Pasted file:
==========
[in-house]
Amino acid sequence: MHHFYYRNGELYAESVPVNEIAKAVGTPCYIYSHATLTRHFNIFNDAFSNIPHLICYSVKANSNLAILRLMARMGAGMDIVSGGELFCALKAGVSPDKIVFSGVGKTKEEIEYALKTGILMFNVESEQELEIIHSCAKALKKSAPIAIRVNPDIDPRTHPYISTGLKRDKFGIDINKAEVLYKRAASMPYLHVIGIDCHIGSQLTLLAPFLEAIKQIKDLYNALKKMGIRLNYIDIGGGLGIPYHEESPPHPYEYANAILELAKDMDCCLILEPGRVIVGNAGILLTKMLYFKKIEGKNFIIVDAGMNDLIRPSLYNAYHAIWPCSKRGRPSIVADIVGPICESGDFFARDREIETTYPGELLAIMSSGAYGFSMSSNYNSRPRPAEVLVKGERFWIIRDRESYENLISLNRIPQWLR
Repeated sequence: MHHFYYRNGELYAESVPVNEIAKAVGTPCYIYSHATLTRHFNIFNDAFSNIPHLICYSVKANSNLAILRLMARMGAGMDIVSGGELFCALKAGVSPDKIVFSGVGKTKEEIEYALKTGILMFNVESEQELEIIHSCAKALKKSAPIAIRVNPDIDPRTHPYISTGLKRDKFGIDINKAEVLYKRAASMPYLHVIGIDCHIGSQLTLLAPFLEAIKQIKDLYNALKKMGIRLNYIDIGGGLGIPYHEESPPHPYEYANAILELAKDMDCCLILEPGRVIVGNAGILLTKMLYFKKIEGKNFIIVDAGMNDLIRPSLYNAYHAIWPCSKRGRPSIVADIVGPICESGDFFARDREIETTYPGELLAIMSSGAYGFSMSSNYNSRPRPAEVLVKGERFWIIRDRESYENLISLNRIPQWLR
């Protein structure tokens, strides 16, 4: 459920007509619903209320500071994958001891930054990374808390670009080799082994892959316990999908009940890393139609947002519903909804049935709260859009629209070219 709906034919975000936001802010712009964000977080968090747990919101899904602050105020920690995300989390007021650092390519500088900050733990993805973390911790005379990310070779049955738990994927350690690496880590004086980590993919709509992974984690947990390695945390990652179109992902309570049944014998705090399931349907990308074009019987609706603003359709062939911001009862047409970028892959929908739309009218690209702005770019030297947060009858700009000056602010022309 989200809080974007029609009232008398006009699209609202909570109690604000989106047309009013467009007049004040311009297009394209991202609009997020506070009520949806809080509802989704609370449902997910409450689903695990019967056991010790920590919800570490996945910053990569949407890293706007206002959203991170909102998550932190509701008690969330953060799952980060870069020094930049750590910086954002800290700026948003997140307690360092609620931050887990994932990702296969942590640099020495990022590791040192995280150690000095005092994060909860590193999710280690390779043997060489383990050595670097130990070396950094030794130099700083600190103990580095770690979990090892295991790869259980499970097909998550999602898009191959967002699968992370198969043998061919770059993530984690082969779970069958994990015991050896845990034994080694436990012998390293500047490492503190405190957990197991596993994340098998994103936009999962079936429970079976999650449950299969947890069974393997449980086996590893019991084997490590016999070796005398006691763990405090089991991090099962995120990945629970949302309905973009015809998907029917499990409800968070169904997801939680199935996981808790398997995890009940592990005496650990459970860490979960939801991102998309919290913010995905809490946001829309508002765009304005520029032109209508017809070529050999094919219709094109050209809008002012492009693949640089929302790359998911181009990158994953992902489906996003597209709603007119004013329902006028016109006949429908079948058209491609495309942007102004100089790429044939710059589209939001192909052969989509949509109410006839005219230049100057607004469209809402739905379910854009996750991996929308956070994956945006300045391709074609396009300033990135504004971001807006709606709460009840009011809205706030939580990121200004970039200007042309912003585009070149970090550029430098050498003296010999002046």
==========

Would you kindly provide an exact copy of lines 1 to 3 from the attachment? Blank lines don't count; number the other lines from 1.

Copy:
[in-house]
Amino acid sequence: MHHFYYRNGELYAESVPVNEIAKAVGTPCYIYSHATLTRHFNIFNDAFSNIPHLICYSVKANSNLAILRLMARMGAGMDIVSGGELFCALKAGVSPDKIVFSGVGKTKEEIEYALKTGILMFNVESEQELEIIHSCAKALKKSAPIAIRVNPDIDPRTHPYISTGLKRDKFGIDINKAEVLYKRAASMPYLHVIGIDCHIGSQLTLLAPFLEAIKQIKDLYNALKKMGIRLNYIDIGGGLGIPYHEESPPHPYEYANAILELAKDMDCCLILEPGRVIVGNAGILLTKMLYFKKIEGKNFIIVDAGMNDLIRPSLYNAYHAIWPCSKRGRPSIVADIVGPICESGDFFARDREIETTYPGELLAIMSSGAYGFSMSSNYNSRPRPAEVLVKGERFWIIRDRESYENLISLNRIPQWLR
Repeated sequence: MHHFYYRNGELYAESVPVNEIAKAVGTPCYIYSHATLTRHFNIFNDAFSNIPHLICYSVKANSNLAILRLMARMGAGMDIVSGGELFCALKAGVSPDKIVFSGVGKTKEEIEYALKTGILMFNVESEQELEIIHSCAKALKKSAPIAIRVNPDIDPRTHPYISTGLKRDKFGIDINKAEVLYKRAASMPYLHVIGIDCHIGSQLTLLAPFLEAIKQIKDLYNALKKMGIRLNYIDIGGGLGIPYHEESPPHPYEYANAILELAKDMDCCLILEPGRVIVGNAGILLTKMLYFKKIEGKNFIIVDAGMNDLIRPSLYNAYHAIWPCSKRGRPSIVADIVGPICESGDFFARDREIETTYPGELLAIMSSGAYGFSMSSNYNSRPRPAEVLVKGERFWIIRDRESYENLISLNRIPQWLR